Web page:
How I Did Away With The Writer’s Block Thanks to R.A. Salvatore

I started writing my debut novel and doing the world building for it in late 2011. Well, I did mostly world building and hardly wrote much of the story. Whenever I sat down to write the actual story, I’d stare at the blank screen for hours. And hours.

In a good day, I’d scribble down a few sentences. So I quit writing it in the summer of 2012. Fast forward to year 2013, I’ve moved to Finland and once I settled in, I picked up the writing again. This time I was making some progress: 1 paragraph a day, roughly 50 words. The NaNo crowd will laugh at that but it was far better than staring at the blank screen for hours.

Then one evening, while surfing the net, I saw a post on R.A Salvatore’s Facebook page wall. He was complaining about the noise in long flights and wrote something like “I’ll put on my head phones, and go away into the Forgotten Realms, writing the chapters of the next Drizzt book during the flight.”

That set off the light bulb in my head. My problem was not being able to “go away” into the world I created. I couldn’t write at home. I had to find someplace I could “go away”. I’ve also never tried the headphones, since I thought listening to music was distracting and not good for writing. So one day after work I headed to this bar-restaurant place in the middle of downtown Helsinki with my laptop, grabbed a seat at the nice cozy couches, put on the headphones and made a medieval-instrumental playlist on my itunes library. It got quite crowded as the hours passed, and I churned out a whopping whole chapter!

The next day I did the same. I think I wrote 2000 or so words. The next day was Saturday, I called my BFF and asked for a recommendation for a seaside cafe. She recommended Johan & Nystrom cafe at Katajanokka (a small attached island-like place east of downtown Helsinki, look it up on Google Maps if you are curious) and 6 hours, a triple latte & a few teas later, I walked out with 6000 words more. Now I am at 33k words and counting, in just over 4 months! With a full time job and language classes, I can’t do the NaNo sort of thing, but I made more progress in the last 4 months than the entire 3 years.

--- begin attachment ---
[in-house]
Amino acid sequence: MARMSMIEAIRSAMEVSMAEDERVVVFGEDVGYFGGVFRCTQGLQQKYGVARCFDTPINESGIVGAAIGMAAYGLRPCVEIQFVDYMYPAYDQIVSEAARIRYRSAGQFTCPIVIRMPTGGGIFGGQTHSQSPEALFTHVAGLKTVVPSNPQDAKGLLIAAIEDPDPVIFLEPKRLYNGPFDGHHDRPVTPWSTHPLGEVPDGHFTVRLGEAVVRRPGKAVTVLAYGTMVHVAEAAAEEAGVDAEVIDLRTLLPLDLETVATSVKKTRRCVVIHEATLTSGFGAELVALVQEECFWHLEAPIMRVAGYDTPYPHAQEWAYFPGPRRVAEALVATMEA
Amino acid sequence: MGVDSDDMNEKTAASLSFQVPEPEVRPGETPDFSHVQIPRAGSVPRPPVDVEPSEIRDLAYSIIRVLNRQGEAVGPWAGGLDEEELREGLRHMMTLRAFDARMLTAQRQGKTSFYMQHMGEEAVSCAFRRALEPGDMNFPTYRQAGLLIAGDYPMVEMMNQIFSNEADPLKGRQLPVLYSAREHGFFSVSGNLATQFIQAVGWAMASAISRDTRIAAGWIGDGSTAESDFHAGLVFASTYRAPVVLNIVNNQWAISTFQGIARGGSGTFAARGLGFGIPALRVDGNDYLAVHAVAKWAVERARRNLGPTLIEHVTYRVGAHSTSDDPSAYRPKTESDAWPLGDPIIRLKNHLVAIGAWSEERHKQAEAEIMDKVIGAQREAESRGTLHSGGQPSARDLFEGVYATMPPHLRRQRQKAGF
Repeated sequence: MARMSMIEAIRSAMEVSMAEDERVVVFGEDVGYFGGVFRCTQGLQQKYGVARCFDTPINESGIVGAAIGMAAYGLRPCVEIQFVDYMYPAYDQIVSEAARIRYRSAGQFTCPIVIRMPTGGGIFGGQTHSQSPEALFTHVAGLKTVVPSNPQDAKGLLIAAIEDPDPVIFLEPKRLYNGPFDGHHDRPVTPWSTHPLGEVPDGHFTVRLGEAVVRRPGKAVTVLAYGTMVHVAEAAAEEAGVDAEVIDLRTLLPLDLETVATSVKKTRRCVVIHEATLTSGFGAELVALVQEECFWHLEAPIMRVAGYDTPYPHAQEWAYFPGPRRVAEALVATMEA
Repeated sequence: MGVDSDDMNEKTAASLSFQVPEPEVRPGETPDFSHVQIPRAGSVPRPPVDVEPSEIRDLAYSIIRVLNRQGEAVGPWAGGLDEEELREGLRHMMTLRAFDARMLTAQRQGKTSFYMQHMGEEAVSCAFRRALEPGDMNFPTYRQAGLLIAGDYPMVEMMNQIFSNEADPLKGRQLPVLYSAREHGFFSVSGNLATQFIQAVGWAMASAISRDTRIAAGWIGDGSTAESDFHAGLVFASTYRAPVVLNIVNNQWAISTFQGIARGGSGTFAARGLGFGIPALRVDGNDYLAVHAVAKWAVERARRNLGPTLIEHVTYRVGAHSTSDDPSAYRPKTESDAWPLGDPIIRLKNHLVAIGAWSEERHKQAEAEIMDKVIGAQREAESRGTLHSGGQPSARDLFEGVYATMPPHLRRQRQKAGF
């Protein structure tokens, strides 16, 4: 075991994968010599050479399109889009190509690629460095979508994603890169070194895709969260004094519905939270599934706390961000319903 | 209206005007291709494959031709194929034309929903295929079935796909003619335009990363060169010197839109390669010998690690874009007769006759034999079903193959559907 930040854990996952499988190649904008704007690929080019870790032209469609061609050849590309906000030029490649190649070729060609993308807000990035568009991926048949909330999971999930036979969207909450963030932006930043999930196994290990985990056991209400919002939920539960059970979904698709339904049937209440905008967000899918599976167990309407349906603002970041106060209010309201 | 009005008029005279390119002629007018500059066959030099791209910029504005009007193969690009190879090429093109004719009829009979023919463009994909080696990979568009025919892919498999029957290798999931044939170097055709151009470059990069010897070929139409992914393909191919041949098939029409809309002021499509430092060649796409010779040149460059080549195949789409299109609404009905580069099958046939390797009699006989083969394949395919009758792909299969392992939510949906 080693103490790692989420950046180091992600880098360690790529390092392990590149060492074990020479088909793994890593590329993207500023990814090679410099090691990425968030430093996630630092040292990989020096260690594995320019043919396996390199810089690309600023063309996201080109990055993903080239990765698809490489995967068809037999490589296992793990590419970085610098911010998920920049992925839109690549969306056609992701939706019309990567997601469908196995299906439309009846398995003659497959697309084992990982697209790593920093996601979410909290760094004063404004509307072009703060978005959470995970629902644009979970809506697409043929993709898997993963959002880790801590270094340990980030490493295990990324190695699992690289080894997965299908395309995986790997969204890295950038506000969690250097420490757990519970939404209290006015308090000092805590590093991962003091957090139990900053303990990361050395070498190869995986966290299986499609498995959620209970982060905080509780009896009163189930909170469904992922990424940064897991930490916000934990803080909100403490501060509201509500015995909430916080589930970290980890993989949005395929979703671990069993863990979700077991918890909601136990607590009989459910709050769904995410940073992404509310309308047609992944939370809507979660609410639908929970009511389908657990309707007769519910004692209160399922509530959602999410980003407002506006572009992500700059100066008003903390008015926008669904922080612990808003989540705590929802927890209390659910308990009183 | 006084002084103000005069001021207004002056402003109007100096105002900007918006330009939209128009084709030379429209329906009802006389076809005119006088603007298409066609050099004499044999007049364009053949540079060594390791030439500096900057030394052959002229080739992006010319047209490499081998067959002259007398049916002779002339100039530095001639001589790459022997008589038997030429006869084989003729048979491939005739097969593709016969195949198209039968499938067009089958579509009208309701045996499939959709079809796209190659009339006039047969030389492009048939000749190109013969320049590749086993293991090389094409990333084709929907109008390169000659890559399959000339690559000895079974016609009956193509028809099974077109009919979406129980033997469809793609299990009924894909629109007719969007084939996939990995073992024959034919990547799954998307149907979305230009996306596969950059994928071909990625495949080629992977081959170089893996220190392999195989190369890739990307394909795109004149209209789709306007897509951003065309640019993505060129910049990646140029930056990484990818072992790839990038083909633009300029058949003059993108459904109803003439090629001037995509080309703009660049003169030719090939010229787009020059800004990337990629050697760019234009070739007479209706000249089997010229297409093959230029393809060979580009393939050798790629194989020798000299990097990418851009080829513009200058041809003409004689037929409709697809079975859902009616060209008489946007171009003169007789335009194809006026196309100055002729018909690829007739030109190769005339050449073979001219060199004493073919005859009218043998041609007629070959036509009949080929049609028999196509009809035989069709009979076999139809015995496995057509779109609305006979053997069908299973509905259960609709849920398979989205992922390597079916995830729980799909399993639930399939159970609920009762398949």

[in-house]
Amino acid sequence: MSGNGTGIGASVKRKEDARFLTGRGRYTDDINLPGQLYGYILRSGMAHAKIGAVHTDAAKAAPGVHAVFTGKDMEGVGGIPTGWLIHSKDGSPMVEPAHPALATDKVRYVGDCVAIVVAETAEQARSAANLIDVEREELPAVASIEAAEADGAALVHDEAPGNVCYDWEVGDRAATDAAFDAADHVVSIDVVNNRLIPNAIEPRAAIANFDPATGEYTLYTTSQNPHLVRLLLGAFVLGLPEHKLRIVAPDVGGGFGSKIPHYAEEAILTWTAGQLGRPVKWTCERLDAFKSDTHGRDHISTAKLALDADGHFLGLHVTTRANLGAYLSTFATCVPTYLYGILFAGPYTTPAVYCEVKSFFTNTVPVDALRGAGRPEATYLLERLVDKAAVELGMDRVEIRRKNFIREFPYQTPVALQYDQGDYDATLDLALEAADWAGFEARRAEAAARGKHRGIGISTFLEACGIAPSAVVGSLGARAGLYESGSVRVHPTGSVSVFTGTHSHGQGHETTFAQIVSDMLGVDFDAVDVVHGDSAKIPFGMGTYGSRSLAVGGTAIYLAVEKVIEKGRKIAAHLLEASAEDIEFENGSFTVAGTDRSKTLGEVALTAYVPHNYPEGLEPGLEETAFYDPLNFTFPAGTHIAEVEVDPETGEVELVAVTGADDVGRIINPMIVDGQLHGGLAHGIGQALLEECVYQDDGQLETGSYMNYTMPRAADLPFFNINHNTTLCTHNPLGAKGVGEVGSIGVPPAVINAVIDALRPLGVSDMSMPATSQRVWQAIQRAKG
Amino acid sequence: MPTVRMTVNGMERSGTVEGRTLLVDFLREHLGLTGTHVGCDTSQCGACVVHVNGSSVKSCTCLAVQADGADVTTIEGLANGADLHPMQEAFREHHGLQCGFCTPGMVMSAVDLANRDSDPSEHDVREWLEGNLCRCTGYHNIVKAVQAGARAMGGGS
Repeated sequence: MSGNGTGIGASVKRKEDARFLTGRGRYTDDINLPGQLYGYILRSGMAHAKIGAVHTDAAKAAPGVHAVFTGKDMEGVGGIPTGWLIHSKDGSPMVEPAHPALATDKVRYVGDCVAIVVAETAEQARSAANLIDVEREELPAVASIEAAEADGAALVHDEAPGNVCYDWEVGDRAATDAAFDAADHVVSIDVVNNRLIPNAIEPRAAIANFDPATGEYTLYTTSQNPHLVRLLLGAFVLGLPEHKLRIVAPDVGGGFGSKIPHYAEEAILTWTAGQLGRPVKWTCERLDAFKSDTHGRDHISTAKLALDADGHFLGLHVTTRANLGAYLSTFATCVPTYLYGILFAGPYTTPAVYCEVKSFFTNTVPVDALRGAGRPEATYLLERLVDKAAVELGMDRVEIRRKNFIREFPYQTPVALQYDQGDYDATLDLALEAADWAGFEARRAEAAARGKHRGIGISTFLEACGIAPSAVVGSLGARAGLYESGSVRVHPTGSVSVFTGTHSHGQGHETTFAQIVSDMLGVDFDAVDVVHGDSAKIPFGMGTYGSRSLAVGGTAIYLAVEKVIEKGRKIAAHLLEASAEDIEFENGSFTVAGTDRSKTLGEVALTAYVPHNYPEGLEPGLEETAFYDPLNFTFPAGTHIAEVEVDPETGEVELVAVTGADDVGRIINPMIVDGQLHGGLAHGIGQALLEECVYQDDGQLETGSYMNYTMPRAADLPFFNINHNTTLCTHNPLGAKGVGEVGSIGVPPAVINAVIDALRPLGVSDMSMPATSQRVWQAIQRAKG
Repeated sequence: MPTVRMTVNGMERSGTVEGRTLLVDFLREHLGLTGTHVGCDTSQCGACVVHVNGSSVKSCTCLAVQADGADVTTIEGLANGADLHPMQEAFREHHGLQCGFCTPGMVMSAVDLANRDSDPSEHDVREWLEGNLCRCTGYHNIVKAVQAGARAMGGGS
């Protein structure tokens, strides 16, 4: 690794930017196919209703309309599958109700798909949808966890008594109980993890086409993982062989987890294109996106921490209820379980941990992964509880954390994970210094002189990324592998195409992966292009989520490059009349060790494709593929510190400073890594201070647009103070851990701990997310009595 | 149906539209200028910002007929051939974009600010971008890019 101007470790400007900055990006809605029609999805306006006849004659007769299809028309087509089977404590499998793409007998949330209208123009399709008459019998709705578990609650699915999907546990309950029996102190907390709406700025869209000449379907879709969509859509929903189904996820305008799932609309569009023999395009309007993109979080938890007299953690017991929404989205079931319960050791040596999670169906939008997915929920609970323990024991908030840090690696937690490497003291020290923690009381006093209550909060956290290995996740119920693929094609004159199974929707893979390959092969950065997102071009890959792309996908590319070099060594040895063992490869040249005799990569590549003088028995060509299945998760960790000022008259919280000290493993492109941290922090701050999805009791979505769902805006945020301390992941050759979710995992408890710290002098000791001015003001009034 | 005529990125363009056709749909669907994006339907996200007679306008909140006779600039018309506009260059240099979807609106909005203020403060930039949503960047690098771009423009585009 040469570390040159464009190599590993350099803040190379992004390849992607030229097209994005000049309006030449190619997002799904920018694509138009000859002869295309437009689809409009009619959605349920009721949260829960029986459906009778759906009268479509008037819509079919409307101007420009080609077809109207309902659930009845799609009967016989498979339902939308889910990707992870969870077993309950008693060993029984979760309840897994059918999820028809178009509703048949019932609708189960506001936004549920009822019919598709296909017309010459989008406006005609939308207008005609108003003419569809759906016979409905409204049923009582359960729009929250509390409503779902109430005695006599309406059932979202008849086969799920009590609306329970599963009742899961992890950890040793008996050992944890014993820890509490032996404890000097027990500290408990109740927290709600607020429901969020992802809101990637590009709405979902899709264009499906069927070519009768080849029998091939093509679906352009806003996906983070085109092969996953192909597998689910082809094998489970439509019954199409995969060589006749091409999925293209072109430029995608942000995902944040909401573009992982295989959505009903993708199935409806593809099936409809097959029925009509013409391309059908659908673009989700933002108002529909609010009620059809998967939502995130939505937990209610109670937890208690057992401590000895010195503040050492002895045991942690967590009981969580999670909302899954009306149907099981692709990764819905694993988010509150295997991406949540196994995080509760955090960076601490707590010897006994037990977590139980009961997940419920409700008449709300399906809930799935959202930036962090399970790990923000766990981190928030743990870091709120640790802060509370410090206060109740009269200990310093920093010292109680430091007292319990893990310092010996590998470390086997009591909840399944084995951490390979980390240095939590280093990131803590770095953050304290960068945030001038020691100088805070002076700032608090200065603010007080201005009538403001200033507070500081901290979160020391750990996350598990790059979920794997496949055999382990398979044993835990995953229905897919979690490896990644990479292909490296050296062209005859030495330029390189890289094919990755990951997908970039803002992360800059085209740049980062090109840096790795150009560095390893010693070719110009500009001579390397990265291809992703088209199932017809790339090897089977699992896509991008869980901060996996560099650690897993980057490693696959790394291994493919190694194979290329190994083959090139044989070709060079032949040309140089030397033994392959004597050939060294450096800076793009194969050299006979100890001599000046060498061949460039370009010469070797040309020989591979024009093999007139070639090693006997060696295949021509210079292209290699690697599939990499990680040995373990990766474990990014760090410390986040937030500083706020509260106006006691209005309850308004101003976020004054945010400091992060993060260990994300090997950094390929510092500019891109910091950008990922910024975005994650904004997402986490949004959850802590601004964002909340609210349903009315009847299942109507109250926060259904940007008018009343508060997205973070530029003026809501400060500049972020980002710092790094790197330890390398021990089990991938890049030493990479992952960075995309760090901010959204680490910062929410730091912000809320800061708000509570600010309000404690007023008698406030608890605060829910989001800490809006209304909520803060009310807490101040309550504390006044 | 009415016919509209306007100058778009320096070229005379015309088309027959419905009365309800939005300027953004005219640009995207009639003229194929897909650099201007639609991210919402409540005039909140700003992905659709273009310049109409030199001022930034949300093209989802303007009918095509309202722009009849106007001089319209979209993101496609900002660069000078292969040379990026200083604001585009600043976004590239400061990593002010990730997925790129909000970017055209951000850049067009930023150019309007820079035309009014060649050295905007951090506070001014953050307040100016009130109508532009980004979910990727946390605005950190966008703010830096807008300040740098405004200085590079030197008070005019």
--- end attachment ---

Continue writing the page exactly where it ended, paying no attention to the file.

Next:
So, the secret is to find the correct environment where you can “go away”, for me it was crowded cafe-bar places with cozy couches and very low music volume. The place can’t have loud music, I should be able to listen to my medieval-instrumental inspiration playlists with my headphones without having to max out the volume. Also, the more crowded, the better. I ignore everyone and type away. If I have trouble coming up with background character descriptions (like inn and tavern scenes) I just look around and describe the random people sitting around me, it’s kind of fun.

I’ve come to believe there is no such thing as writer’s block. I think people are confusing the wrong environment for writing with writer’s block. I am a crowds person, I find my energy in the aura of the crowds around, so I can’t write when I’m at home alone. It took a while but I found the best environment I can write and I’m writing like no tomorrow, it’s like magic. I suppose I could write during flights like R.A. Salvatore, but I’m broke so I rarely ever fly anywhere, and if I do, it’s the cheapest deal available and usually at ridiculous hours like 6 am, so I end up sleeping during the whole flight.